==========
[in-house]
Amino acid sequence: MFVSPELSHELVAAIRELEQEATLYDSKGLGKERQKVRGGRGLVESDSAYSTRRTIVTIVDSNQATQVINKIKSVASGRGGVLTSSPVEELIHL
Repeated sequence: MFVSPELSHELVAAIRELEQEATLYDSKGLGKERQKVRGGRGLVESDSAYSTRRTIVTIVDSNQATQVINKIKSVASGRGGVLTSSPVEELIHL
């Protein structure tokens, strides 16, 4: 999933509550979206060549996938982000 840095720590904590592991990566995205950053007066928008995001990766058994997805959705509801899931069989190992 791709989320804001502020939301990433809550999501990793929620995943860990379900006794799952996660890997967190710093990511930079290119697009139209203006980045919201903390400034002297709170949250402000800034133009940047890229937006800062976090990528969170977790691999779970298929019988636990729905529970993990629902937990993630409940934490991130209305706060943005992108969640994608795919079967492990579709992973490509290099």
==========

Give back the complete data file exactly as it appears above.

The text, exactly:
[in-house]
Amino acid sequence: MFVSPELSHELVAAIRELEQEATLYDSKGLGKERQKVRGGRGLVESDSAYSTRRTIVTIVDSNQATQVINKIKSVASGRGGVLTSSPVEELIHL
Repeated sequence: MFVSPELSHELVAAIRELEQEATLYDSKGLGKERQKVRGGRGLVESDSAYSTRRTIVTIVDSNQATQVINKIKSVASGRGGVLTSSPVEELIHL
């Protein structure tokens, strides 16, 4: 999933509550979206060549996938982000 840095720590904590592991990566995205950053007066928008995001990766058994997805959705509801899931069989190992 791709989320804001502020939301990433809550999501990793929620995943860990379900006794799952996660890997967190710093990511930079290119697009139209203006980045919201903390400034002297709170949250402000800034133009940047890229937006800062976090990528969170977790691999779970298929019988636990729905529970993990629902937990993630409940934490991130209305706060943005992108969640994608795919079967492990579709992973490509290099």